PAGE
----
You are a computational fluid dynamicist and you are asked to simulate a turbulent flow in which thousands of solid particles are suspended in a fluid. The no-slip condition must be imposed on each and every one of the particles, the position and orientation of which evolves in time due to the action of the very forces exerted by the fluid. Why would anyone want, or need, to face such ‘death by boundary conditions’? Yet this is what Picano, Breugem & Brandt (2015) undertake in their recent paper, see figure 1. The subject must be important if an earlier paper on the same topic (Lucci, Ferrante & Elghobashi 2010) was also the subject of a Focus on Fluids contribution by Tryggvason in 2010. And important it is: the remodelling of the ocean coast and of river beds, soil erosion and desertification, avalanches and many others are all natural phenomena in which particles are suspended in a fluid medium, affect its state of flow and are in their turn affected by it. About half of the world’s gasoline is produced by ‘cracking’ heavy-oil molecules in fluidized beds, large installations in which zeolite catalyst particles are suspended in a upward ‘wind’ of heavy oil vapour. Examples can be easily added: the production of synthetic fuels, the combustion of atomized sprays, drying operations and many others.
Much headway has been made by the drastic measure of simply killing the boundary: each particle is modelled as a point mass with zero volume, the force on it is parameterized on the basis of the local fluid velocity and acceleration, and an equal and opposite force is exerted by the particle on the fluid. For decades this point-particle model has been the most widely used tool to unlock the mysteries of particulate flows and its bibliography is by now quite extensive (see e.g. Balachandar & Eaton 2010). But it is also obvious that doing away with the particles as boundaries prevents the study of the interaction between the fluid and particle length scales, the simulation of wake effects, particle–particle interaction and many others.
Efforts to restore the finite size of the particles started in the 1980s with the use of finite-element methods. However, it was soon evident that the need for frequent re-gridding severely limited their effectiveness. Attention quickly shifted to fixed-grid methods but, here, the geometrical mismatch between the particle boundary and the grid posed a significant difficulty. The advent of immersed boundary methods, such as the one used in the paper under discussion by Picano et al. (2015), has provided a very effective way to solve the problem.
Figure 1. Snapshots of the streamwise velocity on several planes and instantaneous particle configurations in a turbulent pressure-driven channel flow with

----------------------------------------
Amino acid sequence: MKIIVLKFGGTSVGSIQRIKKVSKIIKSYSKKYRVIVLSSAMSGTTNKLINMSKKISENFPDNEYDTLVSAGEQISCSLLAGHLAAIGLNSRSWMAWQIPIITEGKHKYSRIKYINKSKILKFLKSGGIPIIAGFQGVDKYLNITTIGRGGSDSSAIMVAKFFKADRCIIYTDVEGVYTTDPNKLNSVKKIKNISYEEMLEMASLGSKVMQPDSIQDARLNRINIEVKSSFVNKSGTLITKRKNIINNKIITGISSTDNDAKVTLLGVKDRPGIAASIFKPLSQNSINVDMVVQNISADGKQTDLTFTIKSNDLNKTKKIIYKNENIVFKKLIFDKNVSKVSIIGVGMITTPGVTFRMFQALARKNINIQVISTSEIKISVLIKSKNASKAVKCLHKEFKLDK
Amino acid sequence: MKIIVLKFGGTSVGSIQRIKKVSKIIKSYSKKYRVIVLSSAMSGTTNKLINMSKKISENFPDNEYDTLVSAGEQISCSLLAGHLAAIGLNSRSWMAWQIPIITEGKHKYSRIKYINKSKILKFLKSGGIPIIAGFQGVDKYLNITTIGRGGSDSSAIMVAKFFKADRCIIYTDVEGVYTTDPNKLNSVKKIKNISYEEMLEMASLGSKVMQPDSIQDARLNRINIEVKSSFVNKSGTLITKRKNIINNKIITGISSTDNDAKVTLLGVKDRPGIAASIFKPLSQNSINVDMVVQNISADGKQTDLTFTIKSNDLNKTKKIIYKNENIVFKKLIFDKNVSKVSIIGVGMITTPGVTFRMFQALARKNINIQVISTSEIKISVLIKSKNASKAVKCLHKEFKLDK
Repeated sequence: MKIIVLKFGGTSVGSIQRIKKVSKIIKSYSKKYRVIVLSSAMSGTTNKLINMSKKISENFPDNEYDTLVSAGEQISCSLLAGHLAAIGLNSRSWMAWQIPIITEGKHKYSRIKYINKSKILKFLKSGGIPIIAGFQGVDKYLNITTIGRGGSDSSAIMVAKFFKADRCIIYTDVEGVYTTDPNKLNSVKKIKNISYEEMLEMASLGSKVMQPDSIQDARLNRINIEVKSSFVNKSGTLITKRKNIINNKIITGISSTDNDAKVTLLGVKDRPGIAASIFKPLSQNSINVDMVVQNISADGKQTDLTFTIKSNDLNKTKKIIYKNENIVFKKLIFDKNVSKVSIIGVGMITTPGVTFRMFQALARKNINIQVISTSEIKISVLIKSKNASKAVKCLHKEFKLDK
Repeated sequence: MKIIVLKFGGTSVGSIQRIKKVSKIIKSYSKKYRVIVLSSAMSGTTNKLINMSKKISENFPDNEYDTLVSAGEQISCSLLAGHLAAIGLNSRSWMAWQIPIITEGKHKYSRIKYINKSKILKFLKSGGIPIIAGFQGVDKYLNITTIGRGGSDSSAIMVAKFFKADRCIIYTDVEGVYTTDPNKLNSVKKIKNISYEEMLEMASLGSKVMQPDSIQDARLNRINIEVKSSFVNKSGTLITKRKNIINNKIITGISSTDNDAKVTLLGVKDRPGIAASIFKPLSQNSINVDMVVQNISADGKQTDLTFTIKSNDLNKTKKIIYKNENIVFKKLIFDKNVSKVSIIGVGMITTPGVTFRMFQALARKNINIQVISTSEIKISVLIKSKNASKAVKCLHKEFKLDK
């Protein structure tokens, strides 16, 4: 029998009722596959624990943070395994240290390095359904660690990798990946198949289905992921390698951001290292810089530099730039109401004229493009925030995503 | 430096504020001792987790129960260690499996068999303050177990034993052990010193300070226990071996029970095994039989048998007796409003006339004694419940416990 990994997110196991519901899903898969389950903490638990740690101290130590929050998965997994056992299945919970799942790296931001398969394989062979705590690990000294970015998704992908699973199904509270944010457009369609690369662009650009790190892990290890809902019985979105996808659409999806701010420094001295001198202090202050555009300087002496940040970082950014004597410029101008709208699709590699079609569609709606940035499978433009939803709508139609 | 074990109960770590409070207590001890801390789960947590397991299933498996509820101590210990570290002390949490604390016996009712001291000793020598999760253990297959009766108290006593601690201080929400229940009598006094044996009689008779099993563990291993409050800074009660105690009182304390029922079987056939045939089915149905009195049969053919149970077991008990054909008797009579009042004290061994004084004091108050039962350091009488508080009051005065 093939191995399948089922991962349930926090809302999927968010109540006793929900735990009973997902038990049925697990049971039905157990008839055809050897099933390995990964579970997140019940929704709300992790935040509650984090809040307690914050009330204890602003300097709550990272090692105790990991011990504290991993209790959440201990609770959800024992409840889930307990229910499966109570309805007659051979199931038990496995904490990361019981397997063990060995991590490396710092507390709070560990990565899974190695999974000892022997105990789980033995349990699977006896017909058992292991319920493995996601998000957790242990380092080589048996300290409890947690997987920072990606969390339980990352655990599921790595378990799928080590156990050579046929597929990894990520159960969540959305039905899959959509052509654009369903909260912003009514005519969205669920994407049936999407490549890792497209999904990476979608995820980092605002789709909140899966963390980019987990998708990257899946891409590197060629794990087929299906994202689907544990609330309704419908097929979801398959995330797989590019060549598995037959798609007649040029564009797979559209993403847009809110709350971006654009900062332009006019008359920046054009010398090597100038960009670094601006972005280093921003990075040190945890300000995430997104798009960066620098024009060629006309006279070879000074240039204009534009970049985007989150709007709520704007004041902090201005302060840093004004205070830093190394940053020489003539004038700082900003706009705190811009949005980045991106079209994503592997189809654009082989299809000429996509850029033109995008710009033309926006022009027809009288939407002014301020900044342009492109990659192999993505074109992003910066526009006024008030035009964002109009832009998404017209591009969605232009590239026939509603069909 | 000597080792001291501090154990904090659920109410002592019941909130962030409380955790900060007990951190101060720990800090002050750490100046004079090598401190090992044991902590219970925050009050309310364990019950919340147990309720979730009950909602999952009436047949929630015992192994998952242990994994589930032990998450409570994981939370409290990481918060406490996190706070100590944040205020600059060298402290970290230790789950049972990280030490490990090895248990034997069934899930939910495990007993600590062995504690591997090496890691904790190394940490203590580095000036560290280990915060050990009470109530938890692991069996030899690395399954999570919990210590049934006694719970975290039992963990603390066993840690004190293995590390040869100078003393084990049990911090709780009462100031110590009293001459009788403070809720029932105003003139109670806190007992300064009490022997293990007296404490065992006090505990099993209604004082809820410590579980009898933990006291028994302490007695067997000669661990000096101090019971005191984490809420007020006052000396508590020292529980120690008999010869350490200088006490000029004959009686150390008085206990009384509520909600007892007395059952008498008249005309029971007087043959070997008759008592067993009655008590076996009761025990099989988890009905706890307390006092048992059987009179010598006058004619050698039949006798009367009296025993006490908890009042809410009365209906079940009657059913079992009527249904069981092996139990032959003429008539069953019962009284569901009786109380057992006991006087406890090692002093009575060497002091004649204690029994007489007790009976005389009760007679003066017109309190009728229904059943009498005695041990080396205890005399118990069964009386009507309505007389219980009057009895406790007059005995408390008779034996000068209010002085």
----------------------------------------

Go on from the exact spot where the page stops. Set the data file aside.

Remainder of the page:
with different values of the particle volume fraction
. The particles have been removed from half of the domain for clarity (adapted from Picano et al.
As applied to particulate flows, the basic idea of the immersed boundary method (originally invented in the 1970s for the simulation of blood flow in the heart, see Peskin 2002) is, once again, to disregard the particle boundary, but in a subtle way: the continuity and momentum equations are solved both outside and inside the particles but, in the latter domains, fictitious forces are imposed which cause the fluid to move like a solid so as to restore the no-slip boundary condition.
While the general idea is simple, its accurate and efficient implementation has proved far from straightforward and it is still a topic of current research. After some limited early work in the late 1990s, a major breakthrough was initiated by Uhlmann (2008) who combined the direct-forcing method of Fadlun et al. (2000) with the regularized
-function approach of the original method of Peskin. In this way, he was able to simulate thousands of particles in a channel flow with a Reynolds number large enough for spontaneous turbulence to set in (Uhlmann 2008). The mismatch between the particle boundary and the underlying fixed grid required interpolation back and forth between one and the other. These steps make it difficult to satisfy the no-slip condition precisely on the particle surface, and this is one of several areas where recent work has focused (see e.g. Kempe & Frölich 2012 and, in particular, earlier work by Breugem, one of the authors of the paper under discussion).
Picano et al. (2015) have carried out simulations of pressure-driven channel flow with a bulk Reynolds number of 5600 individually resolving up to 10 000 neutrally buoyant spherical particles for three values of the particle volume fraction
(i.e. the fraction of the total computational volume occupied by the particles). Even after the recent improvements of the immersed boundary method, simulations of this type still required a major effort, each one running for approximately
CPU hours on a Cray XE6 with 2048 cores, i.e. of the order of a month of real time.
The results give a striking sense of the profound and complex ways in which the addition of particles affects fluid flow. While a log layer can still be identified, the corresponding von Kármán constant decreases by nearly 50 % as